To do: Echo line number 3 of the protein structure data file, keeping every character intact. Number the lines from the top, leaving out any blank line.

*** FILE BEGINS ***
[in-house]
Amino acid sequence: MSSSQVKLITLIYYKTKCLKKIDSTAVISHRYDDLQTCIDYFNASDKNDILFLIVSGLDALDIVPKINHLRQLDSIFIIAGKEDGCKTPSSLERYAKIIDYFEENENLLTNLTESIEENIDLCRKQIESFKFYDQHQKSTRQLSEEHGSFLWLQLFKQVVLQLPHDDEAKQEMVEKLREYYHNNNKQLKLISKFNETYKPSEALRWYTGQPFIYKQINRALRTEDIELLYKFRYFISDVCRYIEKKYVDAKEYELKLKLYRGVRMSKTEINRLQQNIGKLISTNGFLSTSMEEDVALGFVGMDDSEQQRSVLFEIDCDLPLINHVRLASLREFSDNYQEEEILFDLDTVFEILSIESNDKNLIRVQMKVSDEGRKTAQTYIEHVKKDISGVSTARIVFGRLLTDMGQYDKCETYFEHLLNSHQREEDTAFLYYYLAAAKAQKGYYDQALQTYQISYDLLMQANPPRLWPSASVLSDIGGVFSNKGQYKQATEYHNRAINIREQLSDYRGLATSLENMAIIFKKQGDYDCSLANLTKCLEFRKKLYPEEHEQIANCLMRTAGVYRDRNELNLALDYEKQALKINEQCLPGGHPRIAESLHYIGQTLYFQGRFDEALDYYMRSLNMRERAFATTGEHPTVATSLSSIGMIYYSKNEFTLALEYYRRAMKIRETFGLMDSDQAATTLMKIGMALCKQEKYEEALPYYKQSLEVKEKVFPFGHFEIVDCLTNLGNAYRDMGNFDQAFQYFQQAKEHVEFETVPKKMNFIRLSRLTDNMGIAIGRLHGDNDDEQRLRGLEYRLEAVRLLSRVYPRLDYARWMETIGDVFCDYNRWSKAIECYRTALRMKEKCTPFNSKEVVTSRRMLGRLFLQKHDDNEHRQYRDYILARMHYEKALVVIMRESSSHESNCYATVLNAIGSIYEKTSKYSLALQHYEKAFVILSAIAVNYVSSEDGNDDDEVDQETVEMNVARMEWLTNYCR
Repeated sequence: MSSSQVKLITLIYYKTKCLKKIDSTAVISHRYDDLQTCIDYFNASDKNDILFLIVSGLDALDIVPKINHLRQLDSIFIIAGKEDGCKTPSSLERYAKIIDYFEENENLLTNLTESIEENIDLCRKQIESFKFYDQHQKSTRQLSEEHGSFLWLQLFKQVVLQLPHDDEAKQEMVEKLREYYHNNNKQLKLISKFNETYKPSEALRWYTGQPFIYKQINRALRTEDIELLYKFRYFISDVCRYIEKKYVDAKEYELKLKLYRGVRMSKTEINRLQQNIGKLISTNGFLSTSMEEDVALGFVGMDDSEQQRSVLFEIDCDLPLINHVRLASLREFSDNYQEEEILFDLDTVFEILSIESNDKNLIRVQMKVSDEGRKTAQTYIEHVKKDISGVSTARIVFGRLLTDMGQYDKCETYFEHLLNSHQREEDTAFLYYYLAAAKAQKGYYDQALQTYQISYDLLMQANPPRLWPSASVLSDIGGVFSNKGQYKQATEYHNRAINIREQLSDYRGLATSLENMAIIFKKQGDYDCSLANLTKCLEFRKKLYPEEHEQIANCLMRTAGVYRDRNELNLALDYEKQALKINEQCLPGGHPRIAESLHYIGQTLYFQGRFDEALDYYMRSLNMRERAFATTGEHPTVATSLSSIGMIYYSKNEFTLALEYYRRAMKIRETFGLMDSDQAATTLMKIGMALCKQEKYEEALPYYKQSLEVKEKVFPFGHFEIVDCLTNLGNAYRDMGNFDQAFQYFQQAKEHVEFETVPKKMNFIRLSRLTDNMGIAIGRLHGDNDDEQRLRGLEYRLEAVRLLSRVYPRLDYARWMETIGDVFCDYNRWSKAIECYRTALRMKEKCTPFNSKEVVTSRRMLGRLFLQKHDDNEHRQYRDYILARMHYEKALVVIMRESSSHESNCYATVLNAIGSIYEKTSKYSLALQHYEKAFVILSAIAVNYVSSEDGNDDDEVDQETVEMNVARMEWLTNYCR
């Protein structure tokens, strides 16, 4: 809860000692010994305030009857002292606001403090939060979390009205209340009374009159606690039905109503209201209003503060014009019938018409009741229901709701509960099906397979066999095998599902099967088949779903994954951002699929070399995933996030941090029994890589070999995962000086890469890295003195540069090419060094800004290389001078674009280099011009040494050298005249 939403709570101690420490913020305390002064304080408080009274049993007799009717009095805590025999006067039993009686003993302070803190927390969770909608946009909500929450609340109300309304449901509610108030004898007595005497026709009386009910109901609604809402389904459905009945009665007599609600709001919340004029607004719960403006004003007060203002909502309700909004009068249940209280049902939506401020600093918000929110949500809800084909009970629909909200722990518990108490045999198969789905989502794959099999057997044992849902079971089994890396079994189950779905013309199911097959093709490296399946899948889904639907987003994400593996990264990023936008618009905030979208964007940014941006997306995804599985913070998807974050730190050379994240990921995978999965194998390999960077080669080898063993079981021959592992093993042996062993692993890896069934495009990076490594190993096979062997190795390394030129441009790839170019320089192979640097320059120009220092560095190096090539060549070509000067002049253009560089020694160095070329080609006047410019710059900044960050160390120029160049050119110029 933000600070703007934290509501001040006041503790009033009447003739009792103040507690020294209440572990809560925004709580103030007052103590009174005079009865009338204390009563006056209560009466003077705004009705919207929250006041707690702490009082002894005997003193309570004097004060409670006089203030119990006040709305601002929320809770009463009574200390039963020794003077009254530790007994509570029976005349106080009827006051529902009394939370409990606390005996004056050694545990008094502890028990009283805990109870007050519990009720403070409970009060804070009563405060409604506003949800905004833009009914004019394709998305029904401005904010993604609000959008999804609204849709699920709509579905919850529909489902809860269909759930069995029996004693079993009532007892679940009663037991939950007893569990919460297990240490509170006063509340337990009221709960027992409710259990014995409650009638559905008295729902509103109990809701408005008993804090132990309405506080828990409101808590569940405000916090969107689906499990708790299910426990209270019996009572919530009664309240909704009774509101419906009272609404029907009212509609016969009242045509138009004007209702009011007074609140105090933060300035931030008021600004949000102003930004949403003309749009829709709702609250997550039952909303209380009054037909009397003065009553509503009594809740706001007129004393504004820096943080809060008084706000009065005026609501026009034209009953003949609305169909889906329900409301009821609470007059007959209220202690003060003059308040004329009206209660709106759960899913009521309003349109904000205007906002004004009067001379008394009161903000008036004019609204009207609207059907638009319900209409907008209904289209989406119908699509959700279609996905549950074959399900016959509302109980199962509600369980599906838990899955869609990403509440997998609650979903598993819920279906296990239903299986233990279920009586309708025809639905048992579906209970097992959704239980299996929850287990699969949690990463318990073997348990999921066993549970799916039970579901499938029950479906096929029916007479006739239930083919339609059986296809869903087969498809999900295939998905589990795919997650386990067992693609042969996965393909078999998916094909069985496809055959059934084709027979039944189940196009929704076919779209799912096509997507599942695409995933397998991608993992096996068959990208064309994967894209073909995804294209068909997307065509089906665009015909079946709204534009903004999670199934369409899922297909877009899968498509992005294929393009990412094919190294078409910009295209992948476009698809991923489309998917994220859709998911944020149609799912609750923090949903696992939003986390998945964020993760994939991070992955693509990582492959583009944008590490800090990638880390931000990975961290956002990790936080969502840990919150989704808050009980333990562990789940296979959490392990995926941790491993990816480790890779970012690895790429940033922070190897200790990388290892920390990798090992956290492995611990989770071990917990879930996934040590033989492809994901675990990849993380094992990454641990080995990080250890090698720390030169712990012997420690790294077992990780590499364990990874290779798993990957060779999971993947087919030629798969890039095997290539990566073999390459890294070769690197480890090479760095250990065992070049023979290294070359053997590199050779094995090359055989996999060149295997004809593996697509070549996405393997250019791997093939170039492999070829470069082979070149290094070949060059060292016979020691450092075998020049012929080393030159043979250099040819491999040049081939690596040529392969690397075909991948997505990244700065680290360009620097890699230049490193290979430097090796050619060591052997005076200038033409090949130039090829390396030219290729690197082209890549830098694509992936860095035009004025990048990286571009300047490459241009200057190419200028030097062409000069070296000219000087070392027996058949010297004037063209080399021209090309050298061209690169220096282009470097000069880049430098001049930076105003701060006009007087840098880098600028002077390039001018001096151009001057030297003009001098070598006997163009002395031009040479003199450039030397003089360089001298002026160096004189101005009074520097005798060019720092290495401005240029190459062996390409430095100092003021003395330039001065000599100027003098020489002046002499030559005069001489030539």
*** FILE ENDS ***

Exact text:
Repeated sequence: MSSSQVKLITLIYYKTKCLKKIDSTAVISHRYDDLQTCIDYFNASDKNDILFLIVSGLDALDIVPKINHLRQLDSIFIIAGKEDGCKTPSSLERYAKIIDYFEENENLLTNLTESIEENIDLCRKQIESFKFYDQHQKSTRQLSEEHGSFLWLQLFKQVVLQLPHDDEAKQEMVEKLREYYHNNNKQLKLISKFNETYKPSEALRWYTGQPFIYKQINRALRTEDIELLYKFRYFISDVCRYIEKKYVDAKEYELKLKLYRGVRMSKTEINRLQQNIGKLISTNGFLSTSMEEDVALGFVGMDDSEQQRSVLFEIDCDLPLINHVRLASLREFSDNYQEEEILFDLDTVFEILSIESNDKNLIRVQMKVSDEGRKTAQTYIEHVKKDISGVSTARIVFGRLLTDMGQYDKCETYFEHLLNSHQREEDTAFLYYYLAAAKAQKGYYDQALQTYQISYDLLMQANPPRLWPSASVLSDIGGVFSNKGQYKQATEYHNRAINIREQLSDYRGLATSLENMAIIFKKQGDYDCSLANLTKCLEFRKKLYPEEHEQIANCLMRTAGVYRDRNELNLALDYEKQALKINEQCLPGGHPRIAESLHYIGQTLYFQGRFDEALDYYMRSLNMRERAFATTGEHPTVATSLSSIGMIYYSKNEFTLALEYYRRAMKIRETFGLMDSDQAATTLMKIGMALCKQEKYEEALPYYKQSLEVKEKVFPFGHFEIVDCLTNLGNAYRDMGNFDQAFQYFQQAKEHVEFETVPKKMNFIRLSRLTDNMGIAIGRLHGDNDDEQRLRGLEYRLEAVRLLSRVYPRLDYARWMETIGDVFCDYNRWSKAIECYRTALRMKEKCTPFNSKEVVTSRRMLGRLFLQKHDDNEHRQYRDYILARMHYEKALVVIMRESSSHESNCYATVLNAIGSIYEKTSKYSLALQHYEKAFVILSAIAVNYVSSEDGNDDDEVDQETVEMNVARMEWLTNYCR